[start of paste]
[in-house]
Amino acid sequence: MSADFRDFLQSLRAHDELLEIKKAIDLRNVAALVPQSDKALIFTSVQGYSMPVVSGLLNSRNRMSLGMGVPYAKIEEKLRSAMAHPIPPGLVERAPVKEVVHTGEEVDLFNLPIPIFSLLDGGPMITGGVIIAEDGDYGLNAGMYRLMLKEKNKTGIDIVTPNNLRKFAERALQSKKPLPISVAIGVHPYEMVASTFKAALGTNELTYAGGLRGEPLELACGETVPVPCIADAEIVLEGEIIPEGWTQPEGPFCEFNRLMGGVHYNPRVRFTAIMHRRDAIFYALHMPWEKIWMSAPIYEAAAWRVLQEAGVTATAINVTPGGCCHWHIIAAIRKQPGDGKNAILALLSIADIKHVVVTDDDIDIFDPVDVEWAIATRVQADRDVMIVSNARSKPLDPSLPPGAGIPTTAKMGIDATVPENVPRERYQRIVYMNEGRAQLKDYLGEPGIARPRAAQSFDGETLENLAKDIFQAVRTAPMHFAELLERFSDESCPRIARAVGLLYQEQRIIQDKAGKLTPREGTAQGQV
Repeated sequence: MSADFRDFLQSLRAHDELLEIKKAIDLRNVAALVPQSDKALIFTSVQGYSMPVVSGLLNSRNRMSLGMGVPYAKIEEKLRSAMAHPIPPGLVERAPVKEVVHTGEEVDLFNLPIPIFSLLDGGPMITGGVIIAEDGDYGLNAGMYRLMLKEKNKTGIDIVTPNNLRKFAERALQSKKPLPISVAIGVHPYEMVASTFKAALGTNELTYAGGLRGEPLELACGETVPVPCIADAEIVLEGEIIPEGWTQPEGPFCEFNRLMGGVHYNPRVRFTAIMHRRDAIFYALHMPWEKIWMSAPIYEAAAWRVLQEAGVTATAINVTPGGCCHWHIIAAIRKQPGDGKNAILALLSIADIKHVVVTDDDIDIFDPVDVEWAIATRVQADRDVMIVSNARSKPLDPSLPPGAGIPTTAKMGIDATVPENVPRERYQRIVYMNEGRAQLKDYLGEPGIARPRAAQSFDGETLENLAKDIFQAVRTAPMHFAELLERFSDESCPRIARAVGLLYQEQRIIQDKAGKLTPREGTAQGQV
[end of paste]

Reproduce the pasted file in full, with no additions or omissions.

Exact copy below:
[in-house]
Amino acid sequence: MSADFRDFLQSLRAHDELLEIKKAIDLRNVAALVPQSDKALIFTSVQGYSMPVVSGLLNSRNRMSLGMGVPYAKIEEKLRSAMAHPIPPGLVERAPVKEVVHTGEEVDLFNLPIPIFSLLDGGPMITGGVIIAEDGDYGLNAGMYRLMLKEKNKTGIDIVTPNNLRKFAERALQSKKPLPISVAIGVHPYEMVASTFKAALGTNELTYAGGLRGEPLELACGETVPVPCIADAEIVLEGEIIPEGWTQPEGPFCEFNRLMGGVHYNPRVRFTAIMHRRDAIFYALHMPWEKIWMSAPIYEAAAWRVLQEAGVTATAINVTPGGCCHWHIIAAIRKQPGDGKNAILALLSIADIKHVVVTDDDIDIFDPVDVEWAIATRVQADRDVMIVSNARSKPLDPSLPPGAGIPTTAKMGIDATVPENVPRERYQRIVYMNEGRAQLKDYLGEPGIARPRAAQSFDGETLENLAKDIFQAVRTAPMHFAELLERFSDESCPRIARAVGLLYQEQRIIQDKAGKLTPREGTAQGQV
Repeated sequence: MSADFRDFLQSLRAHDELLEIKKAIDLRNVAALVPQSDKALIFTSVQGYSMPVVSGLLNSRNRMSLGMGVPYAKIEEKLRSAMAHPIPPGLVERAPVKEVVHTGEEVDLFNLPIPIFSLLDGGPMITGGVIIAEDGDYGLNAGMYRLMLKEKNKTGIDIVTPNNLRKFAERALQSKKPLPISVAIGVHPYEMVASTFKAALGTNELTYAGGLRGEPLELACGETVPVPCIADAEIVLEGEIIPEGWTQPEGPFCEFNRLMGGVHYNPRVRFTAIMHRRDAIFYALHMPWEKIWMSAPIYEAAAWRVLQEAGVTATAINVTPGGCCHWHIIAAIRKQPGDGKNAILALLSIADIKHVVVTDDDIDIFDPVDVEWAIATRVQADRDVMIVSNARSKPLDPSLPPGAGIPTTAKMGIDATVPENVPRERYQRIVYMNEGRAQLKDYLGEPGIARPRAAQSFDGETLENLAKDIFQAVRTAPMHFAELLERFSDESCPRIARAVGLLYQEQRIIQDKAGKLTPREGTAQGQV